Obsidian Command

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Ongoing Business - Security Edition

Posted on 31 Mar 2024 @ 9:43am by Captain Corvus DeHavilland & Commander Thaddeus Zayne & Lieutenant Tobias Hirsh & Lieutenant Sibyl Danzer & Chief Petty Officer Ozanna Isuri

Mission: M4 - Falling Out
Location: Conference Room
Timeline: MD24 - 1000HRS
2326 words - 4.7 OF Standard Post Measure

”The list of requests is already over the top, Captain,” Commander Zayne offered as they walked smartly down the corridor to the conference room one level below the CIC main deck. “At the rate we’re going, I’m going to have to designate a liaison for the conference specifically. If not, I’ll never get anything done,” he added. Since they’d agreed to hold the engineers conference on Obsidian Command he’d been inundated with requests for everything from special order supplies to needing to have certain quarters retrofitted. Apparently a keynote speaker was a Pakwa-thanth that adored a good bath. Somehow that meant that they had to accommodate. God forbid he go without for the length of the conference.

“If you need to pull a Yeoman, Thad. Do it. I don’t want the operational efficiency of this station suffering for a conference,” DeHavilland countered with an almost dismissive wave of the hand.

“Thank you, Captain,” he nodded.

“Anything I need to be worried about in this meeting?” she asked, trying to change the subject to the matter at hand.

Thad gave a shake of his head, “Should be the usual ma’am. I’m not aware of anything new,” he explained. Things on that front had been going quite well lately, at least on the surface. He knew that the staff were working hard to keep the peace and keep things in order, that didn’t always come easily but when the issues didn’t come up to his level that meant that they were doing their jobs well.

“Good. I’ve had enough surprises for a while yet,” Corvus harrumphed, remembering her peanut oil incident all too clearly as they rounded the curve in the corridor, making a b-line for the conference room door and stepping through to find the staff already assembled. Corvus smirked at that, hoping that was a good omen for this being a quick and underwhelming meeting. “Morning, all,” she said, heading to her spot at the head of the conference room table.

It was a sizable conference table, but only half filled with representatives from security and tactical departments, new faces and old.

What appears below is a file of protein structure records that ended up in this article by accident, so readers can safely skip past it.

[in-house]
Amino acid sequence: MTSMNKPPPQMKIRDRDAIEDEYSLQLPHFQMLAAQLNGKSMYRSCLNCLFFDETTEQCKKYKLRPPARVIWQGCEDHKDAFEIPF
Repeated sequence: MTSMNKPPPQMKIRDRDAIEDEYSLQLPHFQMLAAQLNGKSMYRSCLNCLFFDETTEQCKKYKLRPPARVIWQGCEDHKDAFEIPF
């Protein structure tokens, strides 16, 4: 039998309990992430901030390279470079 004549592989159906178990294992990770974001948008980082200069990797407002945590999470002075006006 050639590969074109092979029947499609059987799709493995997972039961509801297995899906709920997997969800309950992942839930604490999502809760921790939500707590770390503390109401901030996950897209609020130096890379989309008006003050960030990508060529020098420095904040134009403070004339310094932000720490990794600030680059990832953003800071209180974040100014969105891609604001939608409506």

“Alright. Let’s get to it,” she smiled tightly. “Who’s on first?”

A dark-haired betazoid piped up first with a slight raise of her hand. While she’d served on the station since the reopening, she’d never been part of the staff meetings and felt she should make an introduction. “I’m Chief Petty Officer Ozanna Isuri, Ma’am, I’m representing Station Security at the moment. Commander Sikan put me on the attendance list. He’s taken the Wasp on an investigation following some leads we uncovered in the Ort cloud. He had only intended it to be a brief look, but has informed me that he needs to extend his mission, possibly for a couple of weeks. Chief Deputy Marshal Steiner would be filling in, except that he’s self-assigned to investigating some missing persons case that came up during the events on Korix.” The NCO shifted in her seat, not accustomed to reporting directly to the senior staff and acutely aware that maybe she didn’t belong in this setting. “Station security is well manned, but we could use more senior officers, with everything going on.”

Lieutenant Sibyl Danzer, the woman to Isuri’s left, looked up at the Command team. They’d been accustomed to seeing her at the weekly meetings, representing the Tactical department since she’d been named Assistant Chief. “I can take Security rotations for now,” she offered, willing to make up some of the difference in the sister department.

Thad nodded, making the note on the change.

“I can assist as well,” a blonde-haired Commander closer to the head of the table smiled tightly. She was a slight woman in size and stature but that never got in the way of her job as Chief of Security. “Commander Rochambeau, I’ve been helping out here and there,” she said as much to Chief Isuri as to the Captain whom she’d only briefly met.

“Thank you, Commander,” Corvus nodded. “Go on, Chief.”